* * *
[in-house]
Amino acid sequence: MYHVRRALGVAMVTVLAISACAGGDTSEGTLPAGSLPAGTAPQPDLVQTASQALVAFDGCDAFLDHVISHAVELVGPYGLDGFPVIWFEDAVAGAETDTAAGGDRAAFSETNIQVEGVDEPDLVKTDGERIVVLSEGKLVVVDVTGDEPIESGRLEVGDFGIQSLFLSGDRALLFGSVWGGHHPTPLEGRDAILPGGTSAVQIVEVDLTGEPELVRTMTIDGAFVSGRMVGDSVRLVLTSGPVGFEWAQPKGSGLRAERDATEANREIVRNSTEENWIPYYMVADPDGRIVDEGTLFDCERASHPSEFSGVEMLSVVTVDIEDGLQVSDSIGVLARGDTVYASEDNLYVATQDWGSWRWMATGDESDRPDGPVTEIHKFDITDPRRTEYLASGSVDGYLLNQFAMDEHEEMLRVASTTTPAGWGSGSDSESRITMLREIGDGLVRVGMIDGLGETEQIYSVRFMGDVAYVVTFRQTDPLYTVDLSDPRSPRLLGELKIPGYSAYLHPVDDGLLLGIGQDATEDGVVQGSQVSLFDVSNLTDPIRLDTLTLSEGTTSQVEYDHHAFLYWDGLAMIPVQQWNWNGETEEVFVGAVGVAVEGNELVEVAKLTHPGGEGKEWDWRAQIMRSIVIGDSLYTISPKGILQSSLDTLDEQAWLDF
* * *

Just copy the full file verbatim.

[in-house]
Amino acid sequence: MYHVRRALGVAMVTVLAISACAGGDTSEGTLPAGSLPAGTAPQPDLVQTASQALVAFDGCDAFLDHVISHAVELVGPYGLDGFPVIWFEDAVAGAETDTAAGGDRAAFSETNIQVEGVDEPDLVKTDGERIVVLSEGKLVVVDVTGDEPIESGRLEVGDFGIQSLFLSGDRALLFGSVWGGHHPTPLEGRDAILPGGTSAVQIVEVDLTGEPELVRTMTIDGAFVSGRMVGDSVRLVLTSGPVGFEWAQPKGSGLRAERDATEANREIVRNSTEENWIPYYMVADPDGRIVDEGTLFDCERASHPSEFSGVEMLSVVTVDIEDGLQVSDSIGVLARGDTVYASEDNLYVATQDWGSWRWMATGDESDRPDGPVTEIHKFDITDPRRTEYLASGSVDGYLLNQFAMDEHEEMLRVASTTTPAGWGSGSDSESRITMLREIGDGLVRVGMIDGLGETEQIYSVRFMGDVAYVVTFRQTDPLYTVDLSDPRSPRLLGELKIPGYSAYLHPVDDGLLLGIGQDATEDGVVQGSQVSLFDVSNLTDPIRLDTLTLSEGTTSQVEYDHHAFLYWDGLAMIPVQQWNWNGETEEVFVGAVGVAVEGNELVEVAKLTHPGGEGKEWDWRAQIMRSIVIGDSLYTISPKGILQSSLDTLDEQAWLDF